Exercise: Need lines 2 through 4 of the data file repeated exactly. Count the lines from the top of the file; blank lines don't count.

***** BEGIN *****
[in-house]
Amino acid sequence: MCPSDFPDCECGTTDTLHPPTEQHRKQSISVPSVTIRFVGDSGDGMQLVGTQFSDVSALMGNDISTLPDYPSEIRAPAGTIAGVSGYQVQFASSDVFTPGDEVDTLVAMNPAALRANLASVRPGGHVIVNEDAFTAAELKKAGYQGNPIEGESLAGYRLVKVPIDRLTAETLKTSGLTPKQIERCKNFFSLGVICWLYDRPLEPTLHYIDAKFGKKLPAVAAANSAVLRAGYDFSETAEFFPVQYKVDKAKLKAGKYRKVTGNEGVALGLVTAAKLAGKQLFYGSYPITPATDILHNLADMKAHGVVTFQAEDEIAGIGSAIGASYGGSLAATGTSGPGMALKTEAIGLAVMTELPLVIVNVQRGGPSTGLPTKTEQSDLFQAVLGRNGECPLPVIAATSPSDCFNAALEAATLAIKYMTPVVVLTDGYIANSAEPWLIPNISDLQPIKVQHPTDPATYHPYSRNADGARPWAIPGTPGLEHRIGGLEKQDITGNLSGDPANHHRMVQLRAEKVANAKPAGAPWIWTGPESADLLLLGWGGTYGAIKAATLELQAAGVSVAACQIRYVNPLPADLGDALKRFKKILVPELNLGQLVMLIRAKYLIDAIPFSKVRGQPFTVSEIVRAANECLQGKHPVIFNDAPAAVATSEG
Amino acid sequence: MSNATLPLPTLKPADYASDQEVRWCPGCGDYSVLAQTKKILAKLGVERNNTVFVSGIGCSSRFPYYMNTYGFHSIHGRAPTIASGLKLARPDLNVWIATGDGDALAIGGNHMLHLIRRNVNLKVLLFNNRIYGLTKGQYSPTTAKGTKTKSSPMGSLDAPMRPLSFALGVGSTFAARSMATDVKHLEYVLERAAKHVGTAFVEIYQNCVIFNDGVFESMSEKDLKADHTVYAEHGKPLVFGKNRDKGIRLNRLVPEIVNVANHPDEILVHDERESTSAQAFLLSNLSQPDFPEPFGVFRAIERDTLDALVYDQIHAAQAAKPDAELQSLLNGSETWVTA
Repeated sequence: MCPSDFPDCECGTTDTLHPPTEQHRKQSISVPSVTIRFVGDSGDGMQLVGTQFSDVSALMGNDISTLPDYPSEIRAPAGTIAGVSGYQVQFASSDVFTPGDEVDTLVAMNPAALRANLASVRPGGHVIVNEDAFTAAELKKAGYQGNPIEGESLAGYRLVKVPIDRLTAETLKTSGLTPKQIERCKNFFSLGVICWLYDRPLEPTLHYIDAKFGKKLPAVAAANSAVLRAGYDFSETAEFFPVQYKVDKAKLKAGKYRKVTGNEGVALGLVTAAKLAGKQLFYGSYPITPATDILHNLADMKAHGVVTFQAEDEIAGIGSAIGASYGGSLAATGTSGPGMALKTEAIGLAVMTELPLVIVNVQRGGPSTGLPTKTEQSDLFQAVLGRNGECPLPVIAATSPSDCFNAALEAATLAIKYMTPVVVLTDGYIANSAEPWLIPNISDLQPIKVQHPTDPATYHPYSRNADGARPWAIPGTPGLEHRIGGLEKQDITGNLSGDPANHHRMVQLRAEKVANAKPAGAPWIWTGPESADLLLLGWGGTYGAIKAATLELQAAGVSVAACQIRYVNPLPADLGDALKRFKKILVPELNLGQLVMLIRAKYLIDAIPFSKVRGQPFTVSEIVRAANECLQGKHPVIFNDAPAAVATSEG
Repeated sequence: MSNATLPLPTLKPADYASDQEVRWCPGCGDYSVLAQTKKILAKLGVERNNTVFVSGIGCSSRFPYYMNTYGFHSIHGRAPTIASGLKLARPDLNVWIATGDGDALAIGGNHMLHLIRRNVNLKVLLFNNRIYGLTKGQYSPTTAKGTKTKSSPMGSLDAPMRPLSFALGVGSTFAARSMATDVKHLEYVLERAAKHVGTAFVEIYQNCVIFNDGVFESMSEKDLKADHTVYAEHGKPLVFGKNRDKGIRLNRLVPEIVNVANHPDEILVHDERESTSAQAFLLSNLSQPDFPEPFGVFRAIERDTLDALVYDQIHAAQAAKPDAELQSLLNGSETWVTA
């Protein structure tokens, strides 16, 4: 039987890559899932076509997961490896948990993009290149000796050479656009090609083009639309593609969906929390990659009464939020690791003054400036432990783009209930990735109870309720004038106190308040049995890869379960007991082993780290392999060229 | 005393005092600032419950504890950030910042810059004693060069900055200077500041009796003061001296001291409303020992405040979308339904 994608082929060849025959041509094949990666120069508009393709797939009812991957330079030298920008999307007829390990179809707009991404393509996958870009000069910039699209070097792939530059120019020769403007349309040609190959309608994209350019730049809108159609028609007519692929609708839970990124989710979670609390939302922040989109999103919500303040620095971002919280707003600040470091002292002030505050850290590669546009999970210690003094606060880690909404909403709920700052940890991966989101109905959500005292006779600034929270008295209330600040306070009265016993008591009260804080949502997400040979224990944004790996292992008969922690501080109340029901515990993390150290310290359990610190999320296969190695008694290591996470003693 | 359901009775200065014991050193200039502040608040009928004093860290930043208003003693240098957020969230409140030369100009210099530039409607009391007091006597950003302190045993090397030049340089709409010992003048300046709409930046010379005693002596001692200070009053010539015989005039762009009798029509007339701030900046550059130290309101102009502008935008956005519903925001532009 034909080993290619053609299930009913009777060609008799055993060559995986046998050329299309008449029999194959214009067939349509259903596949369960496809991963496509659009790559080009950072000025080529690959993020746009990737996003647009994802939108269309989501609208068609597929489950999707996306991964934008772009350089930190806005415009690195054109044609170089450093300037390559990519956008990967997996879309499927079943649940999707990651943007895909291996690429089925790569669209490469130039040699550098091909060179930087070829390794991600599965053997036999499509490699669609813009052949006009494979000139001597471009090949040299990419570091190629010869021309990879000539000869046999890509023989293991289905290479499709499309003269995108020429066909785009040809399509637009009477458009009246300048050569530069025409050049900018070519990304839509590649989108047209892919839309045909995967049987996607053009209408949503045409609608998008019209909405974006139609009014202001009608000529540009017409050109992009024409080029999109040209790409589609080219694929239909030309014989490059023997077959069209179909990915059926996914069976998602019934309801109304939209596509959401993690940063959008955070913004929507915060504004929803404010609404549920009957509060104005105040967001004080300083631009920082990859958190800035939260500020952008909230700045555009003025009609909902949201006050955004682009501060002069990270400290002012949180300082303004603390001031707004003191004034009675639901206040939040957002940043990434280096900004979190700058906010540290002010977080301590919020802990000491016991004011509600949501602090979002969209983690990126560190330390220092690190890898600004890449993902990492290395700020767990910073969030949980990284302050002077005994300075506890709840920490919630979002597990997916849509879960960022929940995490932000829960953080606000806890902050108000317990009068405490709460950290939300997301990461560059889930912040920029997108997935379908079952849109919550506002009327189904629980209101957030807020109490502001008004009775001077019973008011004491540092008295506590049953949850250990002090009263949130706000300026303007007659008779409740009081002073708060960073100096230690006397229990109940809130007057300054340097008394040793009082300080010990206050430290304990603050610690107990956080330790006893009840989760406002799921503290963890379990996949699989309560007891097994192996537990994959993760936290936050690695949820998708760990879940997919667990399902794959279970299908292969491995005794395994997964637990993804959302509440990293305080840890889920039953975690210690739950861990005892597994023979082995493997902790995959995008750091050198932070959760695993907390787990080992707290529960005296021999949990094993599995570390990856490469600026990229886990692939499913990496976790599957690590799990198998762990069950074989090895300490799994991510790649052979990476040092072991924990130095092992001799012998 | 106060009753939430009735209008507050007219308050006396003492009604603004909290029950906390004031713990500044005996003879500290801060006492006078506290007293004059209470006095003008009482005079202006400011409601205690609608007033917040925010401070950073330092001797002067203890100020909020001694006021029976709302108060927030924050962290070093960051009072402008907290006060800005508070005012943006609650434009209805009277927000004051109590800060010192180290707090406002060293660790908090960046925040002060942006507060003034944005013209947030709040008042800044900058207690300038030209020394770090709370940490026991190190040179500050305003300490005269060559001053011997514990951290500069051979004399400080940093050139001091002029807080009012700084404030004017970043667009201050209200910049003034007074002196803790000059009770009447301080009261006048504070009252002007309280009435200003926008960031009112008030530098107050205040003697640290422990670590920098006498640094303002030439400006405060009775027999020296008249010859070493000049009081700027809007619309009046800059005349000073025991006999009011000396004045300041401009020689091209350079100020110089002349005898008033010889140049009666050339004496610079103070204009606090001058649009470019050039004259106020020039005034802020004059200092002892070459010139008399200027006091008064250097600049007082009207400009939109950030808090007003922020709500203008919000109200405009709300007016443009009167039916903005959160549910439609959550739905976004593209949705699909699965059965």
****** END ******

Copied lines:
Amino acid sequence: MCPSDFPDCECGTTDTLHPPTEQHRKQSISVPSVTIRFVGDSGDGMQLVGTQFSDVSALMGNDISTLPDYPSEIRAPAGTIAGVSGYQVQFASSDVFTPGDEVDTLVAMNPAALRANLASVRPGGHVIVNEDAFTAAELKKAGYQGNPIEGESLAGYRLVKVPIDRLTAETLKTSGLTPKQIERCKNFFSLGVICWLYDRPLEPTLHYIDAKFGKKLPAVAAANSAVLRAGYDFSETAEFFPVQYKVDKAKLKAGKYRKVTGNEGVALGLVTAAKLAGKQLFYGSYPITPATDILHNLADMKAHGVVTFQAEDEIAGIGSAIGASYGGSLAATGTSGPGMALKTEAIGLAVMTELPLVIVNVQRGGPSTGLPTKTEQSDLFQAVLGRNGECPLPVIAATSPSDCFNAALEAATLAIKYMTPVVVLTDGYIANSAEPWLIPNISDLQPIKVQHPTDPATYHPYSRNADGARPWAIPGTPGLEHRIGGLEKQDITGNLSGDPANHHRMVQLRAEKVANAKPAGAPWIWTGPESADLLLLGWGGTYGAIKAATLELQAAGVSVAACQIRYVNPLPADLGDALKRFKKILVPELNLGQLVMLIRAKYLIDAIPFSKVRGQPFTVSEIVRAANECLQGKHPVIFNDAPAAVATSEG
Amino acid sequence: MSNATLPLPTLKPADYASDQEVRWCPGCGDYSVLAQTKKILAKLGVERNNTVFVSGIGCSSRFPYYMNTYGFHSIHGRAPTIASGLKLARPDLNVWIATGDGDALAIGGNHMLHLIRRNVNLKVLLFNNRIYGLTKGQYSPTTAKGTKTKSSPMGSLDAPMRPLSFALGVGSTFAARSMATDVKHLEYVLERAAKHVGTAFVEIYQNCVIFNDGVFESMSEKDLKADHTVYAEHGKPLVFGKNRDKGIRLNRLVPEIVNVANHPDEILVHDERESTSAQAFLLSNLSQPDFPEPFGVFRAIERDTLDALVYDQIHAAQAAKPDAELQSLLNGSETWVTA
Repeated sequence: MCPSDFPDCECGTTDTLHPPTEQHRKQSISVPSVTIRFVGDSGDGMQLVGTQFSDVSALMGNDISTLPDYPSEIRAPAGTIAGVSGYQVQFASSDVFTPGDEVDTLVAMNPAALRANLASVRPGGHVIVNEDAFTAAELKKAGYQGNPIEGESLAGYRLVKVPIDRLTAETLKTSGLTPKQIERCKNFFSLGVICWLYDRPLEPTLHYIDAKFGKKLPAVAAANSAVLRAGYDFSETAEFFPVQYKVDKAKLKAGKYRKVTGNEGVALGLVTAAKLAGKQLFYGSYPITPATDILHNLADMKAHGVVTFQAEDEIAGIGSAIGASYGGSLAATGTSGPGMALKTEAIGLAVMTELPLVIVNVQRGGPSTGLPTKTEQSDLFQAVLGRNGECPLPVIAATSPSDCFNAALEAATLAIKYMTPVVVLTDGYIANSAEPWLIPNISDLQPIKVQHPTDPATYHPYSRNADGARPWAIPGTPGLEHRIGGLEKQDITGNLSGDPANHHRMVQLRAEKVANAKPAGAPWIWTGPESADLLLLGWGGTYGAIKAATLELQAAGVSVAACQIRYVNPLPADLGDALKRFKKILVPELNLGQLVMLIRAKYLIDAIPFSKVRGQPFTVSEIVRAANECLQGKHPVIFNDAPAAVATSEG